Interview by Daniel Silva
Peter Burr is an American artist who explores the complex relationship between technology, society, and the natural world. One of his most notable works is BOOM TOWN, a virtual neighbourhood built entirely on the blockchain. This piece is a commentary on how technology is changing how we interact with each other and how it is creating new forms of value and exchange.
Burr’s artistic practice often engages with tools of the video game industry in the form of immersive cinematic artworks, and his works often feature intricate, surreal animated sequences that challenge the viewer’s perception and understanding of the world. Burr is also interested in how humans interact with the natural world and the impact of technology on this relationship. He creates complex, immersive digital landscapes that evoke the beauty and complexity of the natural world.
Collaboration and community are also key themes in Burr’s work. He often works with other artists and creatives to create complex, multi-layered projects that explore various themes and ideas. In this sense, his work is part of a more significant movement in contemporary art that seeks to create new forms of social engagement and collective action.
Respected curator and organiser Burr has curated numerous exhibitions and festivals worldwide, including the Cartune Xprez series. His innovative use of technology, engagement with social and ecological themes, and deep engagement with the history of animation and video art make him an important figure in the contemporary art world.
Burr’s works challenge our perceptions of reality and highlight the impact of technology on our lives. His collaborative approach to art-making is part of a more significant movement in contemporary art that seeks to create new forms of social engagement and collective action.
How did you first become interested in the arts, and what led you to pursue a career as an artist?
I went to Carnegie Mellon University for undergrad, a school with expensive technology and radical professional discourse. I grew up using computers, but I needed something to the magnitude of my access at CMU. Initially, I studied painting and enjoyed putting much labour into each image. I gravitated toward time-based work partly because of the labour involved. After discovering After Effects as a tool to collage things I found on the Internet, I got excited about using the media I grew up on—the games, movies and television—and reversed this firehose of mass media by switching from full-time user to full-time maker. There was something cathartic about it.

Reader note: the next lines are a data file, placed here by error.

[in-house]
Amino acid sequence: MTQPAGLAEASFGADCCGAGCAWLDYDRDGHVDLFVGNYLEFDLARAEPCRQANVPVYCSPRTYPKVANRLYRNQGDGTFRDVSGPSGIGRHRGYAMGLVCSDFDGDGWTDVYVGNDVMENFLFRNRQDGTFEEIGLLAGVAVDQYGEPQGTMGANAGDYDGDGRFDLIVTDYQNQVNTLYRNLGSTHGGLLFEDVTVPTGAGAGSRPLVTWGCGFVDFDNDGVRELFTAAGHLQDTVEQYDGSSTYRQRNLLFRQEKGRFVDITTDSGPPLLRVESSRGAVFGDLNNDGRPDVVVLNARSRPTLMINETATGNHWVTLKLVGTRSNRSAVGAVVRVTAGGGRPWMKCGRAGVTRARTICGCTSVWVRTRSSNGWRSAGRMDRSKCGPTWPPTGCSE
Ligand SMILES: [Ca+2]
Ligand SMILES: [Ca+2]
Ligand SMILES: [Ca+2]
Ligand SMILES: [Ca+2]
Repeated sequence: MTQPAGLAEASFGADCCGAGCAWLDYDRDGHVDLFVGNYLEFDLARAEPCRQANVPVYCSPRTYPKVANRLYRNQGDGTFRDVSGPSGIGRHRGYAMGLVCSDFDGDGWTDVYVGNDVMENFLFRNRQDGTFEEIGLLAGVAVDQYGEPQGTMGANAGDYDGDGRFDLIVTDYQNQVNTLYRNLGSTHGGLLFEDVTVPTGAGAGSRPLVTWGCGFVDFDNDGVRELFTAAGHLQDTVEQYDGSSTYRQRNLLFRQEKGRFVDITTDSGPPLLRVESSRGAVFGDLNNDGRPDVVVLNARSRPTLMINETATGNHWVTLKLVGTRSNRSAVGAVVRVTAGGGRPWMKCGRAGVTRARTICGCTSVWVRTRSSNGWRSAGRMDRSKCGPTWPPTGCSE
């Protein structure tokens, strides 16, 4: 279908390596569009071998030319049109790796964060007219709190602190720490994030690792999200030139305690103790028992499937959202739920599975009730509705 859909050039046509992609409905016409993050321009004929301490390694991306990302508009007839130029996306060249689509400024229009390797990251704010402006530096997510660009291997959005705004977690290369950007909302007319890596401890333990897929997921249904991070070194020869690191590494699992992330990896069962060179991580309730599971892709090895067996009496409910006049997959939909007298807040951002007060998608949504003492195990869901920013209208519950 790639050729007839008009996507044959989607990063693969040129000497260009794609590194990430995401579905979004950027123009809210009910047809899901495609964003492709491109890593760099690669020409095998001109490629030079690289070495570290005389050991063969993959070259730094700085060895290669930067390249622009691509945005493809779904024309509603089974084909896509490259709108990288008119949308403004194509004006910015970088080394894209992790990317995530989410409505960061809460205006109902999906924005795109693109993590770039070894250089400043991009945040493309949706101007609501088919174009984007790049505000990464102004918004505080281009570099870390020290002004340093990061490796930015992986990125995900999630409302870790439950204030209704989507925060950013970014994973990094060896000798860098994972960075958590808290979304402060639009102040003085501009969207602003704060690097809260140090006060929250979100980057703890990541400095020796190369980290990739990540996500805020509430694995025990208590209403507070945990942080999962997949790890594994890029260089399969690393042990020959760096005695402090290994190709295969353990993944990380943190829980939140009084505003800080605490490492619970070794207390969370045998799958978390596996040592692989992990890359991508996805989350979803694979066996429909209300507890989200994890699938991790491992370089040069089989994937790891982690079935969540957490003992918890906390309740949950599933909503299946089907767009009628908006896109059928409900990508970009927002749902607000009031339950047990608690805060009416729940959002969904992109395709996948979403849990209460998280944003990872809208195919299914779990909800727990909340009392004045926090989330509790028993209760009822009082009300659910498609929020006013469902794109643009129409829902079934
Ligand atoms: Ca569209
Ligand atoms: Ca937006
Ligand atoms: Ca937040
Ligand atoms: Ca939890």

After CMU, I started the video label Cartune Xprez, born from my connection to the Bookmobile Project: An Airstream trailer that took yearly curated zines and publications on tour. I joined this project in the early 2000s and ran it with a group of artists and activists from North America. One of the core goals of that project was to take art forms and ideas confined to a small output (in this case, we exhibited zines and artist books) and distribute them to a larger community.
My former interests in animation, performance, installation, and my exposure to the Bookmobile Project, made me realise that instead of making work for film festivals, I could create my mechanism and take the work on tour. So, I started Cartune Xprez, a touring roadshow. As a result, my work became intertwined with a community of artists who worked individually with a sensibility of bridging high-brow and low-brow cultures.
A decade ago, my life and work flipped upside down. There were so many factors in my community. I realised my practice wasn’t serving the person I was becoming, so I took a break. When I reemerged, my practice led me towards making the work you see in BOOM TOWN.
Can you tell us about your creative process and how you approach the development of new works?
Earlier in my practice, I used digital tools to collage different sets of imagery, but when this strategy no longer served me emotionally, I had to shift the goals of my work. After a healthy break from my practice in which I had begun Freudian psychoanalysis (and was encouraged to dig into older aspects of my life), I thought a lot about the first tool I used to make digital graphics: a software called MacPaint on a black-and-white Macintosh computer. So, I started to make drawings using a MacPaint emulator and got excited playing with different fill patterns. There I saw a formal continuity between the maximalist collage work I used to make and the much more sober work coming out of this MacPaint doodling. Over time I taught myself to translate these tools into more contemporary technologies.